[There is] a duality in the Israeli state between a democratic facade and a deeper undemocratic regime logic, which facilitates the dispossession, control, and peripheralization of groups that do not belong to the dominant ethno-class. Thus the very nature of the settling ethnocracy, which combines expansion, settlement, segregation, and ethno-class stratification, militates against the effectiveness of challenges emanating from peripheral groups. The selective openness of the regime, which allows for public protest, free speech, and periodic elections, is largely an illusion: the ethnocratic regime has arranged itself politically, culturally, and geographically so as to absorb, contain, or ignore the challenge emerging from its peripheries, thereby trapping them in their respective predicaments. – Oren Yiftachel

Most Jewish Israelis and the Zionist movement across the world like to insist that Israel is what they call a “Jewish and democratic state.” Without realizing the irony or contradiction in this, they insist that both epithets—Jewish and democratic—equally apply to the Israeli state. Further, while other states define themselves for themselves and their citizens, Israelis go beyond that and insist that others recognize their state’s “Jewish and democratic” character too. The refusal of the Palestinian Authority (PA), for example, to agree to recognize Israel as a “Jewish state” has been a sticking point in negotiations between the PA and the Israelis.

Israel is, in fact, as much a Jewish state and a democratic state as apartheid South Africa was a white state and a democratic state. Israel is not exclusively Jewish, and Israel is certainly not democratic. Both are pretenses upheld for political purposes—for the sake of obtaining legitimacy for the Israeli state and as an attempt to mask a form of ethnic cleansing. The truth is that Israel is an ethnocratic state; perhaps a more accurate description would be “a Jewish and ethnocratic state.”

The notion of Israel as a “Jewish and democratic state” requires some interrogation. The defenders of this notion go to great lengths to attempt to show that the terms “Jewish” and “democratic” are not contradictory and that a state can be ethnically based and still be democratic. It is a difficult argument to sustain.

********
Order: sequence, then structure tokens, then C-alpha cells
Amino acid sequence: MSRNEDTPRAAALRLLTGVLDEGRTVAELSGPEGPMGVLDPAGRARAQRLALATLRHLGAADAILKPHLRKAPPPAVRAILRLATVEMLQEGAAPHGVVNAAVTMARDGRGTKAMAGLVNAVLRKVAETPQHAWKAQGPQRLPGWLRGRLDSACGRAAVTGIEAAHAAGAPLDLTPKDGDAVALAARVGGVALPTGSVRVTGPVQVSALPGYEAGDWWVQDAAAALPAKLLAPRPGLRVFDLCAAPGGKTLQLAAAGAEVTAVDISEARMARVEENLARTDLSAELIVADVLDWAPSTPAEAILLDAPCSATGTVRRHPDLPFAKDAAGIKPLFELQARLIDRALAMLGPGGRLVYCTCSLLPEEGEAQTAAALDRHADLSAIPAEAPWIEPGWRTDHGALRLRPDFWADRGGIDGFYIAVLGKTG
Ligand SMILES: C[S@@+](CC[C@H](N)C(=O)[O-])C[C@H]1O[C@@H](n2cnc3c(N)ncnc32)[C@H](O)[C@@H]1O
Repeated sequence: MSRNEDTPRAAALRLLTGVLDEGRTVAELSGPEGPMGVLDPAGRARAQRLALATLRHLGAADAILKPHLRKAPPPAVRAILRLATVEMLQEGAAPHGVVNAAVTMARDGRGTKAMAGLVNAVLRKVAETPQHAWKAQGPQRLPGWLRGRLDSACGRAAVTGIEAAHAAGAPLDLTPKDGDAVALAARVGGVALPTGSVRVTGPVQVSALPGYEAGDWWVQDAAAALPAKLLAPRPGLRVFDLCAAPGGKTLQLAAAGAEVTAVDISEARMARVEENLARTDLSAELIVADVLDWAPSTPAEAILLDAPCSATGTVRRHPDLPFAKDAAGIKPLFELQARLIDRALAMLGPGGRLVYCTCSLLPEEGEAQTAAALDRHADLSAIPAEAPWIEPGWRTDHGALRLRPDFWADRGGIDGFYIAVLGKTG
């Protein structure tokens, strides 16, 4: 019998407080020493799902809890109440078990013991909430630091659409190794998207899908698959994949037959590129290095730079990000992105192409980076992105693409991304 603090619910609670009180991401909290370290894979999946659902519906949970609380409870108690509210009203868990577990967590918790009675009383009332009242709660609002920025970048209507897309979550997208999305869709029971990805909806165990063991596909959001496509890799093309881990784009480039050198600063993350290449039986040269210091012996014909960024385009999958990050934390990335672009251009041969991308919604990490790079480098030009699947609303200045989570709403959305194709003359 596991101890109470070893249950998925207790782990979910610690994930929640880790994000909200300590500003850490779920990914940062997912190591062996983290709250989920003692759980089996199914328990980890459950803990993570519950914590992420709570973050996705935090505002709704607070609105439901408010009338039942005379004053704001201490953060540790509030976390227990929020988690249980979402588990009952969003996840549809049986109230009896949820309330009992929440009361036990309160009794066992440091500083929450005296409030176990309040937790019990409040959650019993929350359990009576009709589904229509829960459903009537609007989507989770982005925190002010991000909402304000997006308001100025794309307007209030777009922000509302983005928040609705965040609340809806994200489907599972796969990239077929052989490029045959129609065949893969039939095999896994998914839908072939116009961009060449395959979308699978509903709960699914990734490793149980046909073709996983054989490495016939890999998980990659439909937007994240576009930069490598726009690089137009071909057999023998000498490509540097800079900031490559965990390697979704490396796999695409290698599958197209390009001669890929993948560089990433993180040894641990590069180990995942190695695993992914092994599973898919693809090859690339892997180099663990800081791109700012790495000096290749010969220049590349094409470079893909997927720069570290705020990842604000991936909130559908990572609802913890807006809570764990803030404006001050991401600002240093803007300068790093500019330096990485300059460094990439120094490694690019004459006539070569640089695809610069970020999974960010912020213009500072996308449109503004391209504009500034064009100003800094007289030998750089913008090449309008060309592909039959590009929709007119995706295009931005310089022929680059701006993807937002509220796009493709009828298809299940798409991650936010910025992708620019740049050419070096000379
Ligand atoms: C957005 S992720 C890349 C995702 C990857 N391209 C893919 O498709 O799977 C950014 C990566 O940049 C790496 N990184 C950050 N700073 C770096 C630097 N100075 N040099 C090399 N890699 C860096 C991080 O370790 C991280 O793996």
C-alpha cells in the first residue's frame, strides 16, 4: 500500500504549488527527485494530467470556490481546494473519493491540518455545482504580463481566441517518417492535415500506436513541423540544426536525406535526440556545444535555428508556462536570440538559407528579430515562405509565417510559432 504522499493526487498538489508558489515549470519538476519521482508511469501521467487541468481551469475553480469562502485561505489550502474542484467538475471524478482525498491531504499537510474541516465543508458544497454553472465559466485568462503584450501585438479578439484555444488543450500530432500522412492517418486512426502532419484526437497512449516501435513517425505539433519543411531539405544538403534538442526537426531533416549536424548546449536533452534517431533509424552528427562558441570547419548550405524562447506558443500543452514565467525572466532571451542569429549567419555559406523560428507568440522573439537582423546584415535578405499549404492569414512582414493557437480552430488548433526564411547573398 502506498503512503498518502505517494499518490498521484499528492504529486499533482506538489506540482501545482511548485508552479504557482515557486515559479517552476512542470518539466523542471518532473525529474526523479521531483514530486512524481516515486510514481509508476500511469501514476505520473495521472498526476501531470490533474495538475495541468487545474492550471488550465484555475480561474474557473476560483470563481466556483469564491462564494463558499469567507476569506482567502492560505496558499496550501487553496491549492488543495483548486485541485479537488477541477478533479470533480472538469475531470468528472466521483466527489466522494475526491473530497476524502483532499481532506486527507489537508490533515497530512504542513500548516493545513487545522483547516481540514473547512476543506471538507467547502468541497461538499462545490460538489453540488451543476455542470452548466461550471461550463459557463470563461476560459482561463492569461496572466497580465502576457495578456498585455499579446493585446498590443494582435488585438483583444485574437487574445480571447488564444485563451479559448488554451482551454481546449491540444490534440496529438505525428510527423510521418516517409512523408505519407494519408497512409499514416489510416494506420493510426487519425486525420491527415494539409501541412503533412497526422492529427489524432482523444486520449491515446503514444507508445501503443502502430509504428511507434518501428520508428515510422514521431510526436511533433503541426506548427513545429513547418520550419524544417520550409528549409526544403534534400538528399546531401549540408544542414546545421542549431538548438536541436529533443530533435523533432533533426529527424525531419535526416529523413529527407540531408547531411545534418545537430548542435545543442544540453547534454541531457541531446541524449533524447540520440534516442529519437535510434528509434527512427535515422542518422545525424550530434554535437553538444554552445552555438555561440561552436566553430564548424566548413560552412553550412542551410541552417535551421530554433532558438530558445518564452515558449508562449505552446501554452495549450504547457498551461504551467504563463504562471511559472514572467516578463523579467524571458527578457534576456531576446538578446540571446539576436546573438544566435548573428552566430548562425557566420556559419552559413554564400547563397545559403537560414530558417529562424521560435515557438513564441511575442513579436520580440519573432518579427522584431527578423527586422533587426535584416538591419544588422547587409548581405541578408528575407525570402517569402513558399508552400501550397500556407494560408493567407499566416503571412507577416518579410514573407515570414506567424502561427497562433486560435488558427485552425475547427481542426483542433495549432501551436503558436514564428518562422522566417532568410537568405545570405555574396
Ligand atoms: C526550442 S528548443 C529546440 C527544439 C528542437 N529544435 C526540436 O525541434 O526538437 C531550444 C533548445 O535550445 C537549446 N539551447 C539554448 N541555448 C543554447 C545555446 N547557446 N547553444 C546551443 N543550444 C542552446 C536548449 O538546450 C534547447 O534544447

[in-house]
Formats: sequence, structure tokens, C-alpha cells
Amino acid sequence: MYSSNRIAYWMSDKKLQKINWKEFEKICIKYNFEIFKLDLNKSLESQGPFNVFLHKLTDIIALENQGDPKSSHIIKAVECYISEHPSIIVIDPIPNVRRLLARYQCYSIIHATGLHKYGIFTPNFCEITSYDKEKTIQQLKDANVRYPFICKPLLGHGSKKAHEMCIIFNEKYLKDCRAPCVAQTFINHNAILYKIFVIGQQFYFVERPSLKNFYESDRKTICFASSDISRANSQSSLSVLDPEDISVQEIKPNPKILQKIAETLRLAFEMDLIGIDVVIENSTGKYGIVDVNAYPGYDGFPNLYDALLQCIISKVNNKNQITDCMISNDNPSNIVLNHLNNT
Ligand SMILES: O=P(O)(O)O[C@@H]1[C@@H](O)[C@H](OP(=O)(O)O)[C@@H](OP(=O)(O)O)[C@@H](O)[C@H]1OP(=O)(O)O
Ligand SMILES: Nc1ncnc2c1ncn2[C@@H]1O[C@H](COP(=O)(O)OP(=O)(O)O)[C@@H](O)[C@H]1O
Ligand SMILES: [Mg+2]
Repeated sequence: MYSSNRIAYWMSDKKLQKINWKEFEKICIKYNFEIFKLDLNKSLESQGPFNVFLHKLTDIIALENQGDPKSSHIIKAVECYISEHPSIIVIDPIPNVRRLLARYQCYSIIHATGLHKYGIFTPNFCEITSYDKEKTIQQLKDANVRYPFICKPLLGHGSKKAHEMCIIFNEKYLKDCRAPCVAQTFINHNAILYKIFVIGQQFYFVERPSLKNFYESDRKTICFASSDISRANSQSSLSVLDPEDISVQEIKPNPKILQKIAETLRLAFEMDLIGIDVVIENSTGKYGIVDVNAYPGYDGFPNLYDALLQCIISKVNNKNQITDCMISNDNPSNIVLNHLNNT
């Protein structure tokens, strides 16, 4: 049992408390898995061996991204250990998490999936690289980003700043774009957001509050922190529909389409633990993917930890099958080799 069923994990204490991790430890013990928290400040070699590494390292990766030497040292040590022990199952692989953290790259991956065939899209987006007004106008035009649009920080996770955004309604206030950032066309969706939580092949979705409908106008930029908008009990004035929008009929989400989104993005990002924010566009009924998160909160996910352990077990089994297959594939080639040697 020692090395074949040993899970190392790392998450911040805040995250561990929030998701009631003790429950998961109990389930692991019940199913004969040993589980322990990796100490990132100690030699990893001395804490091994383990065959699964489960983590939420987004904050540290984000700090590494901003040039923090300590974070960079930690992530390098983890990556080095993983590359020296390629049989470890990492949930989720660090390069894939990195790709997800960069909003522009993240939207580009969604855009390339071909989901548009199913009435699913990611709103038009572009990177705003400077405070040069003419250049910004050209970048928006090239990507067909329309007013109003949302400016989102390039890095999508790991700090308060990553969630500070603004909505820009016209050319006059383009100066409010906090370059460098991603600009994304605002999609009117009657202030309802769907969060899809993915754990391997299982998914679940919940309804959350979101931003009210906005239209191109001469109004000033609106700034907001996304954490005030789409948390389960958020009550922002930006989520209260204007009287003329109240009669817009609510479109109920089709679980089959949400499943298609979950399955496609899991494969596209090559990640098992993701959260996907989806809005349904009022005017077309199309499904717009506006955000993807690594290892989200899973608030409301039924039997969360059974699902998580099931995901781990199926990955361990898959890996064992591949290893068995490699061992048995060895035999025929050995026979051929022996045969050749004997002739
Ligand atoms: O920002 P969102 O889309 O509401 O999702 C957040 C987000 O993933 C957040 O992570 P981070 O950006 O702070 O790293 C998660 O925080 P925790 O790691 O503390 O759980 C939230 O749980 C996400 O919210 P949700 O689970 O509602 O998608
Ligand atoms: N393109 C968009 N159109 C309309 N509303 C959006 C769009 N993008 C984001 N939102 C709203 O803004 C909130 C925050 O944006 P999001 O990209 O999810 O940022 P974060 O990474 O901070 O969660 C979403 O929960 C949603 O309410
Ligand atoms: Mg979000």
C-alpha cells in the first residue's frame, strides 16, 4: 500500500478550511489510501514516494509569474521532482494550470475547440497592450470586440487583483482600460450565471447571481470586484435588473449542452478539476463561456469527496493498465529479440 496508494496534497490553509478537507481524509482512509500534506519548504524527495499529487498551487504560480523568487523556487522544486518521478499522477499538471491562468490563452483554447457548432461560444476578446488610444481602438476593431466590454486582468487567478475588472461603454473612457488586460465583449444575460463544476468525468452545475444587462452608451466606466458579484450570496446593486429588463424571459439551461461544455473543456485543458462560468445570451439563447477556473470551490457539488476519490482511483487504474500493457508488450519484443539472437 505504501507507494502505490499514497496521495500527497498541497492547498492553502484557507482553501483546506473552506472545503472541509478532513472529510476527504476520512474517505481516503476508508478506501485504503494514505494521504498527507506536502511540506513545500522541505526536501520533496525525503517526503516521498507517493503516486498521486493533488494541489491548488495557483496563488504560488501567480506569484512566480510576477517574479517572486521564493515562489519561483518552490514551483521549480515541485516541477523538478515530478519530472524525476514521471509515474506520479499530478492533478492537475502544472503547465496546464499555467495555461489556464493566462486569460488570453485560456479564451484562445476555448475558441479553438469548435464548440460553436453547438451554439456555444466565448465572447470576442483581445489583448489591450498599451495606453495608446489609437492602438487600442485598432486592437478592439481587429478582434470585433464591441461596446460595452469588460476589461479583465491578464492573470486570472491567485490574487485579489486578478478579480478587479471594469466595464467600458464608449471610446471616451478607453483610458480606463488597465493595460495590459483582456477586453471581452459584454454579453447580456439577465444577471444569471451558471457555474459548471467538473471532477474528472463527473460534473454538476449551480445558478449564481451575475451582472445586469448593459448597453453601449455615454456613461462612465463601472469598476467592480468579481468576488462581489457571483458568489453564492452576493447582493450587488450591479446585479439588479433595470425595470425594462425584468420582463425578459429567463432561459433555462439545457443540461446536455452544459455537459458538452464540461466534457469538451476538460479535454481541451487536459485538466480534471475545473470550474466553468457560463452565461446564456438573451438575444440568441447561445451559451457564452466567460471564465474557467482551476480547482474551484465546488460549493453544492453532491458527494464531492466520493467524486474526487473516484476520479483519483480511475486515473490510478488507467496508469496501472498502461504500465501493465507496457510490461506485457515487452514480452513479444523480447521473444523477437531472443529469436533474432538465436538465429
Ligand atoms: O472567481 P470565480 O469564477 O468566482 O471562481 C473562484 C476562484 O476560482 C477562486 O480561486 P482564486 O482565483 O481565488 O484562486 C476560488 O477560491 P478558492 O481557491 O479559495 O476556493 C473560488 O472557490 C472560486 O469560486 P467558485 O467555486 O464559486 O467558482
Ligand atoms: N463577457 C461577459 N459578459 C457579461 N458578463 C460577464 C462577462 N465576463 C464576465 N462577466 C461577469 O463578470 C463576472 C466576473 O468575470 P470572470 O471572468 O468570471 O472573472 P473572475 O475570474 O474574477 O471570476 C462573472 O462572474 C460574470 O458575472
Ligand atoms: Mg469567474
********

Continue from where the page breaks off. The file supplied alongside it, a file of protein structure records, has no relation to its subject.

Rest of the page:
Even though the notion of Israel being “Jewish and democratic” has been used by certain Israelis since the late 1960s (mostly by the Israeli “left”), the official use of this phrase is just two decades old. Israel’s 1948 Declaration of Independence mentions its Jewish character but makes no mention of democracy. It does, however, claim that the state will “ensure complete equality of social and political rights to all its inhabitants irrespective of religion, race, or sex” and that it would “guarantee freedom of religion, conscience, language, education, and culture”—stipulations which, in themselves, convey a sense of democratic values—except that they have not been implemented in reality

[...]

In 1992, Israel discussed and then adopted two new Basic Laws after which the term “Jewish and democratic” entered official discourse. Known as Basic Law: Human Dignity and Liberty and Basic Law: Freedom of Occupation, these basic laws—especially the first—ostensibly provide for the human rights of Israeli citizens. Thus, for example, retired president of the Israeli supreme court and professor of law, Aharon Barak, argues that the two laws “serve as the Israeli equivalent of the Bill of Rights.” The first clause of the Human Dignity and Liberty Law states: “The purpose of this Basic Law is to protect human dignity and liberty, in order to establish in a Basic Law the values of the State of Israel as a Jewish and democratic state” (emphasis added). The oxymoronic phrase was introduced in order to satisfy both the Jewish religious parties (which insisted on “Jewish” being explicit) and the Jewish secular parties (which insisted that “democratic” be explicit)...

[…]

If conventional wisdom is to be believed, the idea that Jews might survive culturally and physically as a minority in a Palestinian state is a dangerous fantasy. But if Jewish tradition and experience is to be believed, there is nothing odd—let alone fantastic—about the possibility.

A core Zionist assumption is that Jewish survival hinges on Jews maintaining a specifically Jewish state; without this, it is claimed, Jews face the constant threat of the genocidal violence unleashed by Nazism—or, at least, of constant persecution.

[…]